By Hans Morgenstern
By Joseph Hess
By Peter Gilstrap
By Julia Burch
By Jeremy Essig
By Nathan Smith
By Julie Seabaugh
By Julie Seabaugh
Before smartphones and Google, before printed encyclopedias, before even Gutenberg, there was the almanac. This was an annual compendium of weather forecasts, important dates and useful facts and statistics. Like today's Internet, the almanac was not always 100 percent accurate, but it served the essential purpose of cataloging and organizing an often-confusing world.
It's not surprising that Widowspeak, a Brooklyn-based band of transplants from the Pacific Northwest and elsewhere, would seize upon this imagery. New York City can seem to the newcomer like an adrenalized artificial ecosystem, where almost anything is available day or night. At the same time, there are quiet moments of beauty and transcendence available for anyone who cares to look. With its mix of folk and country-influenced melodies, cinematic-inspired moods (especially Robert Earl Thomas' spaghetti Western-inspired guitar) and lead singer Molly Hamilton's woozy voice, Widowspeak makes perfect music for those moments.
After a solid 2011 debut, Hamilton, Thomas and friends returned this year with Almanac on the Captured Tracks label. Almanac finds the band broadening its sound without sacrificing its earlier charms. "Devil Knows" and "Dyed in the Wool," for instance, suggest the influence of 1970s album-oriented rock (not just Fleetwood Mac's Rumours, to which Almanac has been compared, but also moody hits like Ozark Mountain Daredevils' "Jackie Blue" and Cliff Richard's "Devil Woman"), while "Locusts" unleashes a drony, one-chord undertone.
Appropriately enough, we tracked Widowspeak down during the Pacific Northwest leg of its current tour. Hamilton answered some of our questions while traveling from Vancouver, British Columbia, to Seattle.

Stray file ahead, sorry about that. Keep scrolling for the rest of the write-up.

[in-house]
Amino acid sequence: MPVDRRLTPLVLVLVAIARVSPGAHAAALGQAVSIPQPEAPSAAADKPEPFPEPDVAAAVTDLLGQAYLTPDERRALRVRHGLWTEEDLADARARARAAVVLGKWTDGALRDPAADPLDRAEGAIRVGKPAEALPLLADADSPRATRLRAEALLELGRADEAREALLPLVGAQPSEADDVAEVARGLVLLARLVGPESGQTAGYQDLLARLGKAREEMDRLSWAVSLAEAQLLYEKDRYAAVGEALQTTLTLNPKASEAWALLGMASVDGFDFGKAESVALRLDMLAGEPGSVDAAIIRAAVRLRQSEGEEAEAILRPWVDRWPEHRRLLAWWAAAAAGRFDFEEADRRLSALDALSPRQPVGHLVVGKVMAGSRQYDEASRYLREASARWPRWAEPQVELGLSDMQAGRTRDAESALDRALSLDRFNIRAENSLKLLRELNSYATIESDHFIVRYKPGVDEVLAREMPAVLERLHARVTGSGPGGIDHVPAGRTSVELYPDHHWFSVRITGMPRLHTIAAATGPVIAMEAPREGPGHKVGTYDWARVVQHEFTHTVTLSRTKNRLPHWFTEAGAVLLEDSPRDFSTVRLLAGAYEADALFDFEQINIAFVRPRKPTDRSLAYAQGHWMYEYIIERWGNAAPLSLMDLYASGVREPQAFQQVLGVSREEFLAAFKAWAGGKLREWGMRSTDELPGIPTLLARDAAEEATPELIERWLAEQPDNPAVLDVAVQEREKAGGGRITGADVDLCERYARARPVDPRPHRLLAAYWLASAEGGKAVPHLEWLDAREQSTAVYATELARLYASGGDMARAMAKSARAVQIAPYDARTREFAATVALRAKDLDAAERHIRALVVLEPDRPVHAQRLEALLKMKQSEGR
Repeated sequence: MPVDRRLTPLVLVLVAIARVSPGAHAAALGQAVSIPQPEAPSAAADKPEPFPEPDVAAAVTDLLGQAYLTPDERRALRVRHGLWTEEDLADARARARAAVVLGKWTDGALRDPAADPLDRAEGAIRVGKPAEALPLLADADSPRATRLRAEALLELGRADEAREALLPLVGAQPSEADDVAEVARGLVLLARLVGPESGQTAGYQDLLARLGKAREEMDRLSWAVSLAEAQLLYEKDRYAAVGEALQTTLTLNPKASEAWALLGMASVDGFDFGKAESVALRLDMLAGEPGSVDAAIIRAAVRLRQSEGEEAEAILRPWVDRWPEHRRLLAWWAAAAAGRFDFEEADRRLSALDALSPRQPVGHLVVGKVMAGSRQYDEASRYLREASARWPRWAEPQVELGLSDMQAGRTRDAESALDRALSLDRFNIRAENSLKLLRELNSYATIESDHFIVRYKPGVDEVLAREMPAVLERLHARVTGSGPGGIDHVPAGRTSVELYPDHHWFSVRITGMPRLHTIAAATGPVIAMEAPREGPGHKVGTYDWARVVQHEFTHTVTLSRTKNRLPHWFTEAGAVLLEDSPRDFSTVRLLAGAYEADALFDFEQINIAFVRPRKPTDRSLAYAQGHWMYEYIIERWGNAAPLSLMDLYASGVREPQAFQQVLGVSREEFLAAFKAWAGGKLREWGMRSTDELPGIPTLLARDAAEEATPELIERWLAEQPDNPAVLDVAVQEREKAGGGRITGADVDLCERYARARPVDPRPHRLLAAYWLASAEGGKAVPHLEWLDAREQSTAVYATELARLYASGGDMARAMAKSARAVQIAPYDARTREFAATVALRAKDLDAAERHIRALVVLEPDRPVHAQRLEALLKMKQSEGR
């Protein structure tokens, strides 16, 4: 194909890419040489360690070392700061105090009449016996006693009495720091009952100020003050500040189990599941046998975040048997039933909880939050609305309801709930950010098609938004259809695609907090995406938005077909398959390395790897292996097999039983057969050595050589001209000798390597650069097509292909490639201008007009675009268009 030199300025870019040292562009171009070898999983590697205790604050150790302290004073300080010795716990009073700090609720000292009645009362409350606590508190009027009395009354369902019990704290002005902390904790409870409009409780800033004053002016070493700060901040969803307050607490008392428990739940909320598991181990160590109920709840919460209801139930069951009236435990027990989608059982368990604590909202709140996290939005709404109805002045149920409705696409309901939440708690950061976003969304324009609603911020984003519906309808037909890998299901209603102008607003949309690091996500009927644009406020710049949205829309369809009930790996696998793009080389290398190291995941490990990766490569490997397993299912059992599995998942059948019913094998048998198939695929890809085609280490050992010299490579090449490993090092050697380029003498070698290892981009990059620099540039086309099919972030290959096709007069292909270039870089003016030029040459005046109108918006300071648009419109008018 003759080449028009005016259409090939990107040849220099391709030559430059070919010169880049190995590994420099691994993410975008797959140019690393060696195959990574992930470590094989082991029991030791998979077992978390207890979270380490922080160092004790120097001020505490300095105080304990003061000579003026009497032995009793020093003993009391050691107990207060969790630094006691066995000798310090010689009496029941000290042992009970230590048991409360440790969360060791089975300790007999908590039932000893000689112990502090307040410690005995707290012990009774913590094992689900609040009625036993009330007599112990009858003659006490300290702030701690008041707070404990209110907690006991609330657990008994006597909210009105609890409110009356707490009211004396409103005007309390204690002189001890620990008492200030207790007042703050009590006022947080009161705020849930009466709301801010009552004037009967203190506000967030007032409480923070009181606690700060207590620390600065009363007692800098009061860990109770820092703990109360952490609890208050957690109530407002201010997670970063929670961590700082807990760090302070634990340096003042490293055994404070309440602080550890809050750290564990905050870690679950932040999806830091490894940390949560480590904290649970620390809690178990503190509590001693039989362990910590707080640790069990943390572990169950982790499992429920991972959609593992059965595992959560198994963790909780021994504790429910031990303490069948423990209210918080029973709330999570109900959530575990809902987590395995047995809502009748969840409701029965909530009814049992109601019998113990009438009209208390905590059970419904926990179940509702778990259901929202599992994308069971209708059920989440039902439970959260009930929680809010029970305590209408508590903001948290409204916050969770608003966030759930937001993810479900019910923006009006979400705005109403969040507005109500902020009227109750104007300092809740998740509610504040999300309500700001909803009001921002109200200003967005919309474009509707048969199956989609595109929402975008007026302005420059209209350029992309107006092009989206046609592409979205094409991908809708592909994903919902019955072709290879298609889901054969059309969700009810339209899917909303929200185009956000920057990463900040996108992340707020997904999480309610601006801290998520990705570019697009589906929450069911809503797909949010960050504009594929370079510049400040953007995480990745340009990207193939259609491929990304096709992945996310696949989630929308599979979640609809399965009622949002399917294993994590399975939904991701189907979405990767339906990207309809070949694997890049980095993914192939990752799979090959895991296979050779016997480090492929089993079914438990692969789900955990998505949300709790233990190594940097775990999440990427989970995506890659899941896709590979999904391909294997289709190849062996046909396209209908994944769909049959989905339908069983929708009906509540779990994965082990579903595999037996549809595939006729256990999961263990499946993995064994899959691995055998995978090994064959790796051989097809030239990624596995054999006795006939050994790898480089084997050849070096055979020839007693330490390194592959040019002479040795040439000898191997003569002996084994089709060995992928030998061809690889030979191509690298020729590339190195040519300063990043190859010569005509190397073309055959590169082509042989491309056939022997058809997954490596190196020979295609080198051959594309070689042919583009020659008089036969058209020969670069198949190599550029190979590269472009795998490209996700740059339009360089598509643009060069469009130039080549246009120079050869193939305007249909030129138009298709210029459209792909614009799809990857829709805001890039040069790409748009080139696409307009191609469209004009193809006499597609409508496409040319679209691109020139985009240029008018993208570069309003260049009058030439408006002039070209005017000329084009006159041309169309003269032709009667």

Mike Appelstein: Who is in the band now besides Robert and you?
Molly Hamilton: We have three friends of ours playing live on tour: Kyle Clairmont Jacques on drums, Dylan Treleven on Wurlitzer and slide guitar, and Willy Muse on bass.
You are currently in the Pacific Northwest. How does it feel when performing so close to home? Were you at all involved in or aware of the local music scene as a youngster?
I love the Northwest. It will always be home. I got really excited when we made the drive through the Cascades and started seeing Douglas firs. I was definitely well aware of the local music scene growing up, but more as an outsider. Always loved and respected Sub Pop, K, Kill Rock Stars and Barsuk, and just how supportive the community was in general. It's taken me a while to get over my stage fright, but my friends in Tacoma and I put out compilations of our various solo projects, on this label called Dear Records.
Between the first and second album, you lost your original drummer, who was also a Tacoma connection. How, if at all, did this force you to reinvent the band? Did you have to change certain ways of doing things, for instance?
We were writing songs in a sort of trial-by-error way, and without a drummer, we had to be very deliberate. Rob and I had to piece each song together as a cohesive idea and demo them, and eventually teach the songs to the new band members. It was hard to lose Michael right before writing a new record, but it strengthened the writing connection between Rob and me.
Did you feel much pressure with Almanac? You know what they say about having your whole life to write your first album but six months for the second.
We always have pressure on ourselves to live up to our own expectations, but we actually didn't feel too much "sophomore album" pressure. We're even now thinking already about our third album. For us, I think it's been about constantly asking ourselves what our band's about, what its strengths are and exploring that, instead of being too conscious of its reception. Strengths and interests always change, and you have to keep momentum, not just live up to a first impression. At first we wanted our songs to be understated and sparse, and the first record reflects that. With Almanac we wanted it to feel more lush and expansive, because I was writing a lot about things that felt bigger to me. We wanted it to feel like Widowspeak, but like a new and fully formed thought.
You deliberately designed the cover of Almanac to resemble an actual almanac. The music has a certain pastoral feel as well. At the same time, you live in Brooklyn. Do you think the two are connected?
I think this record was a bit escapist in its themes and also in the experience of making it. We got out of Brooklyn for the month, lived without a lot of city conveniences and really focused on sounds and expressing the songs as best we could. The almanac idea just felt like the perfect way to frame everything, from lyrics about life cycles and time passing to more nostalgic instrumentation and song structure. It also definitely reflects a preoccupation with the natural world, because I know, for me at least, that I was spending a lot of time thinking about being away from Brooklyn.
Is there a yearning for an earlier age, or at least an attempt to evoke it?